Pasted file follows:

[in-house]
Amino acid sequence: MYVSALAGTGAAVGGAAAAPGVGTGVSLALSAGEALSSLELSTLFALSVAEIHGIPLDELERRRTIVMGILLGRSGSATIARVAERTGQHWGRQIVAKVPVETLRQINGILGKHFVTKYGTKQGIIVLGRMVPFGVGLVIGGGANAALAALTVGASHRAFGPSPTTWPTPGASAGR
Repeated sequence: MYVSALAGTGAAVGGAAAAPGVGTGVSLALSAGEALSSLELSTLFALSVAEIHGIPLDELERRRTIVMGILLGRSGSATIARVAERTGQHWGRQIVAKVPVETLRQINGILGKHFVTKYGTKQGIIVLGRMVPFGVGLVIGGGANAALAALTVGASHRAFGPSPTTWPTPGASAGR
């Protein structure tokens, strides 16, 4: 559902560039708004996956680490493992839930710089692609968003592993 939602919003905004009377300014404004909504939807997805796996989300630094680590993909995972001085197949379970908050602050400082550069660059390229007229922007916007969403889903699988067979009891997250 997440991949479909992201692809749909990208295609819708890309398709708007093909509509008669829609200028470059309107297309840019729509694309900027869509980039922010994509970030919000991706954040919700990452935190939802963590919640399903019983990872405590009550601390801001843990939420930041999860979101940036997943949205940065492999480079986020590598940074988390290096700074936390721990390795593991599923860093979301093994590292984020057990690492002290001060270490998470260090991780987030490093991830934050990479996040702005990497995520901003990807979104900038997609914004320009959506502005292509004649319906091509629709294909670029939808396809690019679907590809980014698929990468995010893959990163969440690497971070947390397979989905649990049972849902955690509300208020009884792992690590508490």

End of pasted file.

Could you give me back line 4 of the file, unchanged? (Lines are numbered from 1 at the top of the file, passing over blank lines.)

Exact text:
């Protein structure tokens, strides 16, 4: 559902560039708004996956680490493992839930710089692609968003592993 939602919003905004009377300014404004909504939807997805796996989300630094680590993909995972001085197949379970908050602050400082550069660059390229007229922007916007969403889903699988067979009891997250 997440991949479909992201692809749909990208295609819708890309398709708007093909509509008669829609200028470059309107297309840019729509694309900027869509980039922010994509970030919000991706954040919700990452935190939802963590919640399903019983990872405590009550601390801001843990939420930041999860979101940036997943949205940065492999480079986020590598940074988390290096700074936390721990390795593991599923860093979301093994590292984020057990690492002290001060270490998470260090991780987030490093991830934050990479996040702005990497995520901003990807979104900038997609914004320009959506502005292509004649319906091509629709294909670029939808396809690019679907590809980014698929990468995010893959990163969440690497971070947390397979989905649990049972849902955690509300208020009884792992690590508490």